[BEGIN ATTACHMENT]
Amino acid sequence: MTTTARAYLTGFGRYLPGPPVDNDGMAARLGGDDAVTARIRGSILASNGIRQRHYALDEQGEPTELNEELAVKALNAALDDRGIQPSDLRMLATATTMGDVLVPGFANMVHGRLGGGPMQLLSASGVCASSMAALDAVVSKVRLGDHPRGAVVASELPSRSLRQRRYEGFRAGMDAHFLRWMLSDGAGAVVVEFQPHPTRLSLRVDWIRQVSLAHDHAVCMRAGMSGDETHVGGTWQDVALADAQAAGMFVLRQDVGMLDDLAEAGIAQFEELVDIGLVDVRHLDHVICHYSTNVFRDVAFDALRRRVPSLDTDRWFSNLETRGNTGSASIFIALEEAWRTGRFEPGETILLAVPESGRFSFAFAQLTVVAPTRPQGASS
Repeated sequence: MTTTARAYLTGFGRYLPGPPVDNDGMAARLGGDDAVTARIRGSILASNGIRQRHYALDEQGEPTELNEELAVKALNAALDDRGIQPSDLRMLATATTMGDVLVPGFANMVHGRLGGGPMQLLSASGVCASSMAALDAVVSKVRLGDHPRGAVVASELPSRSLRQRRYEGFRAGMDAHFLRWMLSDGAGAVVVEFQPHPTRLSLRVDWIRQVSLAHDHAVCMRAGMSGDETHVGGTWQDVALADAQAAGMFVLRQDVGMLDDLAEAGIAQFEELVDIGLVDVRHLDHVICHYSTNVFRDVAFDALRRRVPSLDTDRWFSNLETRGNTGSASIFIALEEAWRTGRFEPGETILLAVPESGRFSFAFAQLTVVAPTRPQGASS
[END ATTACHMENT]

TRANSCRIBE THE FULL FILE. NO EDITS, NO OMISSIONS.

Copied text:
Amino acid sequence: MTTTARAYLTGFGRYLPGPPVDNDGMAARLGGDDAVTARIRGSILASNGIRQRHYALDEQGEPTELNEELAVKALNAALDDRGIQPSDLRMLATATTMGDVLVPGFANMVHGRLGGGPMQLLSASGVCASSMAALDAVVSKVRLGDHPRGAVVASELPSRSLRQRRYEGFRAGMDAHFLRWMLSDGAGAVVVEFQPHPTRLSLRVDWIRQVSLAHDHAVCMRAGMSGDETHVGGTWQDVALADAQAAGMFVLRQDVGMLDDLAEAGIAQFEELVDIGLVDVRHLDHVICHYSTNVFRDVAFDALRRRVPSLDTDRWFSNLETRGNTGSASIFIALEEAWRTGRFEPGETILLAVPESGRFSFAFAQLTVVAPTRPQGASS
Repeated sequence: MTTTARAYLTGFGRYLPGPPVDNDGMAARLGGDDAVTARIRGSILASNGIRQRHYALDEQGEPTELNEELAVKALNAALDDRGIQPSDLRMLATATTMGDVLVPGFANMVHGRLGGGPMQLLSASGVCASSMAALDAVVSKVRLGDHPRGAVVASELPSRSLRQRRYEGFRAGMDAHFLRWMLSDGAGAVVVEFQPHPTRLSLRVDWIRQVSLAHDHAVCMRAGMSGDETHVGGTWQDVALADAQAAGMFVLRQDVGMLDDLAEAGIAQFEELVDIGLVDVRHLDHVICHYSTNVFRDVAFDALRRRVPSLDTDRWFSNLETRGNTGSASIFIALEEAWRTGRFEPGETILLAVPESGRFSFAFAQLTVVAPTRPQGASS